honey honey bee myths

Monday morning myth: creamed honey is whipped

The truth is that creamed honey is not whipped—not at all. The popular term “whipped honey” is an unfortunate misnomer for a product that is pure honey with no added air.

Whipping is a culinary term for the incorporation of air into a food item. Cream can be whipped. Butter can be whipped. Egg whites can be whipped. Batter can be whipped. Whipping mechanically inserts air bubbles into the substance, making it light and fluffy. Creamed honey is anything but light and fluffy. It spreads well but is heavy and dense.

Far from whipping air into your creamed honey, you should carefully avoid any incorporation of air whatsoever. In fact, after the starter crystals have been stirred into the honey, it is often left to sit undisturbed so any air bubbles come to the surface and dissipate.

The name probably derived from the fact that creamed honey has a lighter color than the honey had before it crystallized, so it looks like air has been incorporated.

Here is an excerpt from the Betterbee website about making creamed honey (emphasis added):

Before we explain how to make creamed honey, it is important to understand what it actually is and what it is not. Creamed honey is not whipped honey. There shouldn’t be any air in your creamed honey. Creamed honey is controlled granulation of honey which results in extremely small sugar crystals. . . .Take care not to mix in air . . . allow any small amounts of air to rise to the surface.

It is easy to see that calling the product “whipped” is both wrong and confusing and gives the consumer an incorrect impression of the product. I’ve even been asked why creamed honey is so expensive if it is full of air—a good question based on a bad name.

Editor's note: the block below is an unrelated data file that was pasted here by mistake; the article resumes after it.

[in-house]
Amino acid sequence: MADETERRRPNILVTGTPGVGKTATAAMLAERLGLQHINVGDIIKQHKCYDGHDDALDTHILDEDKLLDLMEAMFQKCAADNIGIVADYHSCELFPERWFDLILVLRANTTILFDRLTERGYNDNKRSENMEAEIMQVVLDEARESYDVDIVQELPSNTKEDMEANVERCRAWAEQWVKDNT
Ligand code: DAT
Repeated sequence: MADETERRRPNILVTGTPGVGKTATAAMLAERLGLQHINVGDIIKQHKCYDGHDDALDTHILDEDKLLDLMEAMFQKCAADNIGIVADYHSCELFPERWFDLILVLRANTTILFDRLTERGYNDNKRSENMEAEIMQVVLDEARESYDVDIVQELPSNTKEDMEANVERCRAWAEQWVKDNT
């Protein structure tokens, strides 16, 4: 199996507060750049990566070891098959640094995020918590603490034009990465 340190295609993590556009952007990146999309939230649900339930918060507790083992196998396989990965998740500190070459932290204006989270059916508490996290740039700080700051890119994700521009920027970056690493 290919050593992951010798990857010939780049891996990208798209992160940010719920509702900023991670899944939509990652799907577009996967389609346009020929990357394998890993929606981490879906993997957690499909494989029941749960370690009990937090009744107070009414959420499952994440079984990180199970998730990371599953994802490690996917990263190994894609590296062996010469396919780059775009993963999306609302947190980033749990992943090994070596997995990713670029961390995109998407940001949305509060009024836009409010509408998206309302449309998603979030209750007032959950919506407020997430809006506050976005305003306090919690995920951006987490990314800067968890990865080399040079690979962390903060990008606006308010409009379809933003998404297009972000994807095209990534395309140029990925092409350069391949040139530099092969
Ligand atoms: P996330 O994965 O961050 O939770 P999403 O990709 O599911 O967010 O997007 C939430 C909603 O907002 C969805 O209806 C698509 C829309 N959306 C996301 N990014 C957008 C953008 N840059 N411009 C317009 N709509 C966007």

• You spreading misinformation. Their are honeys sold out there that is as you describe. A whipped honey is exactly as described. Whipped. I am the production manager at Miller Honey out of Utah. Our creamed honey does have air whipped into it. Giving it a smooth and creamy spreadable texture. Not foamy. Just thought I would give you a heads up.

    • Commercial honey producers have modified the Dyce process by using paddles to stir the honey mixture while holding the mixture at a constant temperature. This is where it gets the name “whipped.” But this type of honey is still seeded to produce crystals of uniform size and shape.

      The “whipped” label is confusing to consumers who often believe that whipped honey is purely liquid honey that has been beaten, much like whipped cream, which is just not true. That is why the term “whipped” is not as good as “creamed.” Your so-called whipped honey has certainly been crystallized—probably by some form of the Dyce process—and then stirred with air. But I’m sure your honey won’t deflate after it sits for awhile—something it would do if not crystallized before it was stirred. Remember, honey gets sold to non-beekeepers, and they are the ones who need to understand that your product will hold up over time—and not liquify in a few hours or days.

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